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Re: Results from Speedplay Zero Aero Test [trail] [ In reply to ]
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trail wrote:
JasoninHalifax wrote:
BigBoyND wrote:
Hey now, 0.5% of 200W is still 1W. Many anal mods discussed in this forum are in that range :P


I don't think I want any of those mods...


If I gave you one that gave you 15W, I bet you'd secretly try it out.

natures pocket... still the fastest storage

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Re: Results from Speedplay Zero Aero Test [TizzleDK] [ In reply to ]
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Watt savings would be based on moving speed but we know a place you could see the time difference of the CdA change (and/or power for that matter). Try Time Analysis tab on link below. On another note (sorry off topic) if the new Conti 5000s are really 12% better rolling res that can be some nice time savings as well.


Kona Demo Plan
https://www.bestbikesplit.com/demo-race-details

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Re: Results from Speedplay Zero Aero Test [GreenPlease] [ In reply to ]
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GreenPlease wrote:
longtrousers wrote:


Edit: crazy that the thread between pedals and cranks are still universal.

Don’t jinx us lol

Shimano DID try to mess that up a number of years ago.



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Re: Results from Speedplay Zero Aero Test [JasoninHalifax] [ In reply to ]
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JasoninHalifax wrote:
GreenPlease wrote:
longtrousers wrote:


Edit: crazy that the thread between pedals and cranks are still universal.

Don’t jinx us lol

Shimano DID try to mess that up a number of years ago.


What if those are more aero than the zero aero🤭
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Re: Results from Speedplay Zero Aero Test [rruff] [ In reply to ]
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rruff wrote:
Scottxs wrote:
I think the moral of the story is.....ride with a flatter foot, get the top part of your foot out of the wind, get a more aero cleat/peddles, and you save watts.


I makes sense that riding with a flat foot would be better, *and* that it doesn't take much downward foot tilt for the entire pedal to be drafting behind the shoe. In that case I can't imagine that the pedal would make much difference.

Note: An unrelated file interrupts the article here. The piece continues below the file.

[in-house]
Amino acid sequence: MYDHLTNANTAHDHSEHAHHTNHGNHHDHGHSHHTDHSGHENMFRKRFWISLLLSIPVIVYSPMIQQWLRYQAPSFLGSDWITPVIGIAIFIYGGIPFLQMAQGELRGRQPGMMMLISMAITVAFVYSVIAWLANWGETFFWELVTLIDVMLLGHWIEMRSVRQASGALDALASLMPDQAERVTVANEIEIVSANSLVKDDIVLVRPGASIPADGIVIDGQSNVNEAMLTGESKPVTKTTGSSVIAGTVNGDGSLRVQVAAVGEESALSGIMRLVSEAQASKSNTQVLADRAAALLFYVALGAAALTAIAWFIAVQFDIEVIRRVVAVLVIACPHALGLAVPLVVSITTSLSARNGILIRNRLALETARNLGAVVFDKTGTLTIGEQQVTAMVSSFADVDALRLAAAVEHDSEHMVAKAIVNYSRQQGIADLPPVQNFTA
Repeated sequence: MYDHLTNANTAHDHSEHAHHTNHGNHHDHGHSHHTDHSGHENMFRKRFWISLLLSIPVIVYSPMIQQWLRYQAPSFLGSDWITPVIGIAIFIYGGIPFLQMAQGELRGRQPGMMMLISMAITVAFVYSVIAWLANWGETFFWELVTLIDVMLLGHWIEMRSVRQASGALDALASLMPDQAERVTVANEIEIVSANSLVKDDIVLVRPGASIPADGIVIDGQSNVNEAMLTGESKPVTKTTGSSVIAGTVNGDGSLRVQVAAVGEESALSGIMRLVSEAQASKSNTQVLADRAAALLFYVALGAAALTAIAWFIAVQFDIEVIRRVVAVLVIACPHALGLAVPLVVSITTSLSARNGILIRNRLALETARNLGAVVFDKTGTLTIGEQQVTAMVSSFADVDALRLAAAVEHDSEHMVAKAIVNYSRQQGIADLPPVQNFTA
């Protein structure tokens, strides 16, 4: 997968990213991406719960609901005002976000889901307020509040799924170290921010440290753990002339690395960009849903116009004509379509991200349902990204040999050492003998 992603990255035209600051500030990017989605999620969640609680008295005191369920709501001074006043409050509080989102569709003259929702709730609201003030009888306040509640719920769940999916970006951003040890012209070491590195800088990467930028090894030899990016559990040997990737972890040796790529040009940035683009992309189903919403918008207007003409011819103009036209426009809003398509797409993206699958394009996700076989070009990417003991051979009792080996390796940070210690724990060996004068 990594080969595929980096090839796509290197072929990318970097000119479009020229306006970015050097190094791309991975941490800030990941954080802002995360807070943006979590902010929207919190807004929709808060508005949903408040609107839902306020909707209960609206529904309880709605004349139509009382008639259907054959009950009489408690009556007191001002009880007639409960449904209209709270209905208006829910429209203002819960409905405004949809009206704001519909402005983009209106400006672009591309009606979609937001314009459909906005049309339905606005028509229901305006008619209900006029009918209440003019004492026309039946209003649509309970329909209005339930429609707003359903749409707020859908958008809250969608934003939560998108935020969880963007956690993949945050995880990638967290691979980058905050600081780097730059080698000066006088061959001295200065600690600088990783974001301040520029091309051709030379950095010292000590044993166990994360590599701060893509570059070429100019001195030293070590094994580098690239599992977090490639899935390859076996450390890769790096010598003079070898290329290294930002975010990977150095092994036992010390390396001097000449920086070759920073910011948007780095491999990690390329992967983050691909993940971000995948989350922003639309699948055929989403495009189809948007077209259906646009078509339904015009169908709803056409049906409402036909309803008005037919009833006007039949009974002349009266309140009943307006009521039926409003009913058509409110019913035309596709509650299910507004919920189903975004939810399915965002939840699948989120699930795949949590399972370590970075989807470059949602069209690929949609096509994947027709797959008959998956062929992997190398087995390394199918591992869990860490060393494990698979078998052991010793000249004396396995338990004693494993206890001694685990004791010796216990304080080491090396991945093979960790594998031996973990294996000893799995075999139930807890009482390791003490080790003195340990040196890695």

How many people ride with the foot so flat that the pedal is important?


In the article

http://www.ero-sports.com/...lay-zero-aero-pedals

it it suggested that the difference in drag between the two riders could be influenced by the difference in angular position of their feet. This is illustrated by two pictures with the pedal in the lower position.
However I think the foot position in the upper pedal position is much more relevant, since the relative speed of the foot in the upper position is about 10 km/h at a cadence of 90.
So in the upper position the foot has a velocity of 50 km/h instead of 30 in the lower position at a bike speed of 40.
Adding that drag increases square in relation to the speed shows that the angular position in the upper position is a lot more relevant than that in the lower position.
With a head wind furthermore, the wind farther from the ground should be faster than near the ground.

And I would say, answering the question of ruff, that the angular posion of the foot in the upper position is generally flatter with most people than in the lower position
Last edited by: longtrousers: Dec 1, 18 1:38
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Re: Results from Speedplay Zero Aero Test [longtrousers] [ In reply to ]
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longtrousers wrote:
rruff wrote:
Scottxs wrote:
I think the moral of the story is.....ride with a flatter foot, get the top part of your foot out of the wind, get a more aero cleat/peddles, and you save watts.


I makes sense that riding with a flat foot would be better, *and* that it doesn't take much downward foot tilt for the entire pedal to be drafting behind the shoe. In that case I can't imagine that the pedal would make much difference.

How many people ride with the foot so flat that the pedal is important?


In the article

http://www.ero-sports.com/...lay-zero-aero-pedals

it it suggested that the difference in drag between the two riders could be influenced by the difference in angular position of their feet. This is illustrated by two pictures with the pedal in the lower position.
However I think the foot position in the upper pedal position is much more relevant, since the relative speed of the foot in the upper position is about 10 km/h at a cadence of 90.
So in the upper position the foot has a velocity of 50 km/h instead of 30 in the lower position at a bike speed of 40.
Adding that drag increases square in relation to the speed shows that the angular position in the upper position is a lot more relevant than that in the lower position.